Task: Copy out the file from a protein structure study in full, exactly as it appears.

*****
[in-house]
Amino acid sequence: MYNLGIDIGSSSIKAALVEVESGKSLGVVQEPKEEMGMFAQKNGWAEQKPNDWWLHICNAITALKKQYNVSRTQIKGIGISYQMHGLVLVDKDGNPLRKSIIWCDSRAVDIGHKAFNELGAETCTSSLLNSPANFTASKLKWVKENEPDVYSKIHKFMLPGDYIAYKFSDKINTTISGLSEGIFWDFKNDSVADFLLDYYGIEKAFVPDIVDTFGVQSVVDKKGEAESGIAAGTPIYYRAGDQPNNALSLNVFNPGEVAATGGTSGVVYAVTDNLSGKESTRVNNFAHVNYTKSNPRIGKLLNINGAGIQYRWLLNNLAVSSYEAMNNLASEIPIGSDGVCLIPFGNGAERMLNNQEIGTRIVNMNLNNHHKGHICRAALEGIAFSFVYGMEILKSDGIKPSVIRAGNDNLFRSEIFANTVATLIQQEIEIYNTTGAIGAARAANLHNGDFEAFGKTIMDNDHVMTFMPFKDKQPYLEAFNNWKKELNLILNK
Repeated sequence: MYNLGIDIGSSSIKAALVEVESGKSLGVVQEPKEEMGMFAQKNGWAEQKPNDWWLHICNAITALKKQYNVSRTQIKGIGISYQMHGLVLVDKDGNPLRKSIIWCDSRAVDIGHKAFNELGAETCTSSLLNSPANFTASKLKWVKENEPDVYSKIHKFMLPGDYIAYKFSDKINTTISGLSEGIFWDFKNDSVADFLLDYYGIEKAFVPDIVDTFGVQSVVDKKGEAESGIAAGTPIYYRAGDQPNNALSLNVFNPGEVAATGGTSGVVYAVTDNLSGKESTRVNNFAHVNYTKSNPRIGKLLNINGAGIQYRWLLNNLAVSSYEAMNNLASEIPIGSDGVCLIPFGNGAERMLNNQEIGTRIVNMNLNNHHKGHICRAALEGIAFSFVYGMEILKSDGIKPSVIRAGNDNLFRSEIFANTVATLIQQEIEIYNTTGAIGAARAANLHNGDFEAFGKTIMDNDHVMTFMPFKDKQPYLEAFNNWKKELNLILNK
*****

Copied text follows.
[in-house]
Amino acid sequence: MYNLGIDIGSSSIKAALVEVESGKSLGVVQEPKEEMGMFAQKNGWAEQKPNDWWLHICNAITALKKQYNVSRTQIKGIGISYQMHGLVLVDKDGNPLRKSIIWCDSRAVDIGHKAFNELGAETCTSSLLNSPANFTASKLKWVKENEPDVYSKIHKFMLPGDYIAYKFSDKINTTISGLSEGIFWDFKNDSVADFLLDYYGIEKAFVPDIVDTFGVQSVVDKKGEAESGIAAGTPIYYRAGDQPNNALSLNVFNPGEVAATGGTSGVVYAVTDNLSGKESTRVNNFAHVNYTKSNPRIGKLLNINGAGIQYRWLLNNLAVSSYEAMNNLASEIPIGSDGVCLIPFGNGAERMLNNQEIGTRIVNMNLNNHHKGHICRAALEGIAFSFVYGMEILKSDGIKPSVIRAGNDNLFRSEIFANTVATLIQQEIEIYNTTGAIGAARAANLHNGDFEAFGKTIMDNDHVMTFMPFKDKQPYLEAFNNWKKELNLILNK
Repeated sequence: MYNLGIDIGSSSIKAALVEVESGKSLGVVQEPKEEMGMFAQKNGWAEQKPNDWWLHICNAITALKKQYNVSRTQIKGIGISYQMHGLVLVDKDGNPLRKSIIWCDSRAVDIGHKAFNELGAETCTSSLLNSPANFTASKLKWVKENEPDVYSKIHKFMLPGDYIAYKFSDKINTTISGLSEGIFWDFKNDSVADFLLDYYGIEKAFVPDIVDTFGVQSVVDKKGEAESGIAAGTPIYYRAGDQPNNALSLNVFNPGEVAATGGTSGVVYAVTDNLSGKESTRVNNFAHVNYTKSNPRIGKLLNINGAGIQYRWLLNNLAVSSYEAMNNLASEIPIGSDGVCLIPFGNGAERMLNNQEIGTRIVNMNLNNHHKGHICRAALEGIAFSFVYGMEILKSDGIKPSVIRAGNDNLFRSEIFANTVATLIQQEIEIYNTTGAIGAARAANLHNGDFEAFGKTIMDNDHVMTFMPFKDKQPYLEAFNNWKKELNLILNK